1. API names from a function are extracted
  2. Sub-strings from the APIs are extracted
  3. Search for a common sub-string throughout all API names. 
  4. If a sub-string is common throughout all, create a name from the sub-strings. 
Step 1

    def get_apis(self, func_addr):
        flags = GetFunctionFlags(func_addr)
        # ignore library functions
        if flags & FUNC_LIB or flags & FUNC_THUNK:
            logging.debug("get_apis: Library code or thunk")
            return None
        # list of addresses
        dism_addr = list(FuncItems(func_addr))
        for instr in dism_addr:
            tmp_api_address = ""
            if idaapi.is_call_insn(instr):
                # In theory an API address should only have one xrefs
                # The xrefs approach was used because I could not find how to
                # get the API name by address.
                for xref in XrefsFrom(instr, idaapi.XREF_FAR):
                    if xref.to == None:
                        self.calls += 1
                    tmp_api_address = xref.to
                    logging.debug("get_apis: xref to %x found", tmp_api_address)
                # get next instr since api address could not be found
                if tmp_api_address == "":
                    self.calls += 1
                api_flags = GetFunctionFlags(tmp_api_address)
                # check for lib code (api)
                if api_flags & idaapi.FUNC_LIB == True or api_flags & idaapi.FUNC_THUNK:
                    tmp_api_name = NameEx(0, tmp_api_address)
                    if tmp_api_name:
                    self.calls += 1

Step 2 & 3

    def match_apis(self):
        self.matched = False
        api_set = set(self.apis)
        # Optional Threshold. Only check functions with more than 2 apis
        if self.calls <= self.threshold and len(self.apis) > 1:
            api_tokend  = []
            # for each api in function
            for api_name in api_set:
                # for each tokenized string in API name
                for item in self.tok.tokenizer(api_name):
                    if item is None or item is "A" or item is "W":
            # Count occurrence of strings.
            count_tmp = Counter(api_tokend)
            # if a common string is found in all APIs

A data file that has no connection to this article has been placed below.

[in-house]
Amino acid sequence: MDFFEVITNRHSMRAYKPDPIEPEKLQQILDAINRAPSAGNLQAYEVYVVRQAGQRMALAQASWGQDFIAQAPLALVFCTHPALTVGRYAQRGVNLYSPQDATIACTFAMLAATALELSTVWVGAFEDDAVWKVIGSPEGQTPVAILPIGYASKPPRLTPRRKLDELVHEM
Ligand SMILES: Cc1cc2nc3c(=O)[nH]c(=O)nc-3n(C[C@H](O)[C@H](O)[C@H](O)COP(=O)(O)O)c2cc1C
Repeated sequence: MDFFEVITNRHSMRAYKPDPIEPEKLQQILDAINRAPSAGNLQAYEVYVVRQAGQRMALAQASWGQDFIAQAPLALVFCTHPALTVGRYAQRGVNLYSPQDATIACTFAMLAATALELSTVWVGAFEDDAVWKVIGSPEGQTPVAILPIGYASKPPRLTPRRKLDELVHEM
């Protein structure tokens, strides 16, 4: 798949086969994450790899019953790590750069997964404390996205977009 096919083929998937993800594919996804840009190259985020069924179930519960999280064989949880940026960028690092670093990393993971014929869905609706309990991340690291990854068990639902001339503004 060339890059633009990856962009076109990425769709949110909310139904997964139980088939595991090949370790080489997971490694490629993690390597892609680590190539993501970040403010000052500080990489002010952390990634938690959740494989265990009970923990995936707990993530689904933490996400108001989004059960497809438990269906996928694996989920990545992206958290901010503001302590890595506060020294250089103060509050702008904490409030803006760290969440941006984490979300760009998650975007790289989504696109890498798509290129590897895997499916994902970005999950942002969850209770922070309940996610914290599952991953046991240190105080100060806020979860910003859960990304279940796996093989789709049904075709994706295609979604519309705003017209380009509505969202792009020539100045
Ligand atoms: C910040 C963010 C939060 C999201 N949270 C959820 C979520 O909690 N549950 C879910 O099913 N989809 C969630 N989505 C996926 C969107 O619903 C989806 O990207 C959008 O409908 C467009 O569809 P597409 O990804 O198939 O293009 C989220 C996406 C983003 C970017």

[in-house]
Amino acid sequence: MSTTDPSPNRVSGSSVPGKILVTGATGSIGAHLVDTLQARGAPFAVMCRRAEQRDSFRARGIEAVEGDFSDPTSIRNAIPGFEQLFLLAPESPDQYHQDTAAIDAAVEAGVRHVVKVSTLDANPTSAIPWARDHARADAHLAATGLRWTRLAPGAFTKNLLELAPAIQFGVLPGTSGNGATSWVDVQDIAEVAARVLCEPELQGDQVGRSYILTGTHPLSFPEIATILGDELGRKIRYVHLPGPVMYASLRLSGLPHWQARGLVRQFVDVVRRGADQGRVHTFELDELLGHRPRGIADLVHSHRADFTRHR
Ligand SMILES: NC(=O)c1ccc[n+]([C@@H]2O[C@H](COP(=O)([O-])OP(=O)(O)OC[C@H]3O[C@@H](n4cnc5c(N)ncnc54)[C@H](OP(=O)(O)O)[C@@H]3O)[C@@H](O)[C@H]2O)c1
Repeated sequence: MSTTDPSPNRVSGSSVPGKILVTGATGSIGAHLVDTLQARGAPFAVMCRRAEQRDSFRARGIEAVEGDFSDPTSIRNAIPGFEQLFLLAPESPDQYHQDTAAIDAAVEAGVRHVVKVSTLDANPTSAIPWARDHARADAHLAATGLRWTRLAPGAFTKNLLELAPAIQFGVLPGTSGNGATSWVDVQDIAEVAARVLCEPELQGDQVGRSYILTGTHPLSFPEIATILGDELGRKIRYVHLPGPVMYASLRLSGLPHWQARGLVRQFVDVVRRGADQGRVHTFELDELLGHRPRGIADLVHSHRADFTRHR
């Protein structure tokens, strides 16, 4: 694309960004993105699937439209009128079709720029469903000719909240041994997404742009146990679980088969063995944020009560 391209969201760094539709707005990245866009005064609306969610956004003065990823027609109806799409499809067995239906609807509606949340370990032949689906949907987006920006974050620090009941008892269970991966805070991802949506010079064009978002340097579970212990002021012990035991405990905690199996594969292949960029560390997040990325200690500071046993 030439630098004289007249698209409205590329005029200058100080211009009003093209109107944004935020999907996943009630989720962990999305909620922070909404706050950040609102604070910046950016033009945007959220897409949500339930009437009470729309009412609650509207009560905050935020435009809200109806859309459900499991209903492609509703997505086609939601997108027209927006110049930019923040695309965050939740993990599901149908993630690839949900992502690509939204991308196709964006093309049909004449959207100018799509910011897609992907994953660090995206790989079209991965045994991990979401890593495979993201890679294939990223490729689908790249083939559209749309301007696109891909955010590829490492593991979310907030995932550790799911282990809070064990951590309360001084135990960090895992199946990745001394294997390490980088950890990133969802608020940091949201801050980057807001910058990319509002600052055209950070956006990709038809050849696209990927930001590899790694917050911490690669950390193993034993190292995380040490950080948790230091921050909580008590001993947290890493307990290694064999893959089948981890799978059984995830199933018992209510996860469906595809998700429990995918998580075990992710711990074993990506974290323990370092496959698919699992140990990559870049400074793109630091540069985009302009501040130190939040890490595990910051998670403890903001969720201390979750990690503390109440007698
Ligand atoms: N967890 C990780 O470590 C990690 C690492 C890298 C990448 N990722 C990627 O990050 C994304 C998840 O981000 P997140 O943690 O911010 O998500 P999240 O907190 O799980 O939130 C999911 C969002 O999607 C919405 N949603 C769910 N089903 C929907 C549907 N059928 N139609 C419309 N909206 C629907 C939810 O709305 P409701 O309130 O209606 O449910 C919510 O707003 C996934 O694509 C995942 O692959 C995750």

# return True and the count strings
            for string, count in count_tmp.items():
                if count == len(set(self.apis)):
                    self.matched = True
                    self.count_strings = count_tmp
                    logging.debug("match_apis: API count and API sub-string don't match")
            logging.debug("match_apis: calls above threshold or API count is 1")

A lot of the heavy lifting for parsing out the sub-strings is built into the tokenizer module in TT&SS. For more information and usage I'd recommend the following post

Step 4

    def create_string(self):
        if self.count_strings == "" or self.matched is False:
        # Sort strings by highest occurrence
        sort = sorted(self.count_strings, key=self.count_strings.get, reverse=True)
        name = ""
        # if a function contains all the same API multiple times
        # might be possible to modify to deal with wrapper code also
        if self.calls == 0 and len(set(self.apis)) == 1 and len(self.apis) > 1:
            self.func_name = self.apis[0] + str(len(self.apis))
        for each in sort:
            # ignore Wide or Ascii
            if each.upper() == "A" or each.upper() == "W":
            # Convert to CamelCase for easier reading and space
            tmp = each[0].upper() + each[1:]
            name += str(tmp)
        # replace white space with underscore
        name = name.replace(" ", "_")
        logging.debug("create_string: string created %s", name)
        self.func_name = name

If we were to apply that logic plus some other random stuff we would have the following..

I think this is pretty cool. I like the idea of combining other domains of knowledge such as Natural Language Text Processing to reversing. Sadly functions  simple functions or APIs that all contain a similar sub-string are rare. The rarity happens because a lot APIs that share similar functionality use generic APIs such as "CloseHandle" to close out a process. This API does not contain any of the sub-strings so it will fail the similarity test. I'm currently toying with an idea of using thresholds on matches or whitelisting certain APIs. Creating API sets as was used in the generic renaming of functions in IDAScope is another option. The main issue with that approach is categorizing of APIs by functionality. There are lot of little things for this project hence why I'm releasing it as a POC.  Below is the output of attempting to rename 456 functions in a Zeus IDB.

The VirtualProtect2 contains a "2" because the API was called twice from a function. The API names that end with an underscore and a value are for calculated names that happen multiple times.

The source POC is named w_sims.py and can be found in the POCS dir in the repo. The source also contains some code to identify wrapper functions. The code is currently setup to run the SimilarFunctions and the wrapper class on all the known functions. If you would like to run the wrapper class or experiment on other function tweak the execute options at the bottom of the code. The code is still being tweaked and fixed. I have been using this code off and on for a couple of weeks. I have seen some issues while importing the modules but  I think I got those ironed out. If anything breaks, you have feedback etc please leave a comment. 

Random Applocker Thoughts

While reading through the Windows Internals book I came across an interesting feature called AppLocker.
AppLocker provides a robust experience for IT administrators through new rule creation tools and wizards. For example, IT administrators can automatically generate rules by using a test reference computer and then importing the rules into a production environment for widespread deployment. The IT administrator can also export a policy to provide a backup of the production configuration or to provide documentation for compliance purposes. Your Group Policy infrastructure can be used to build and deploy AppLocker rules as well, saving your organization training and support costs.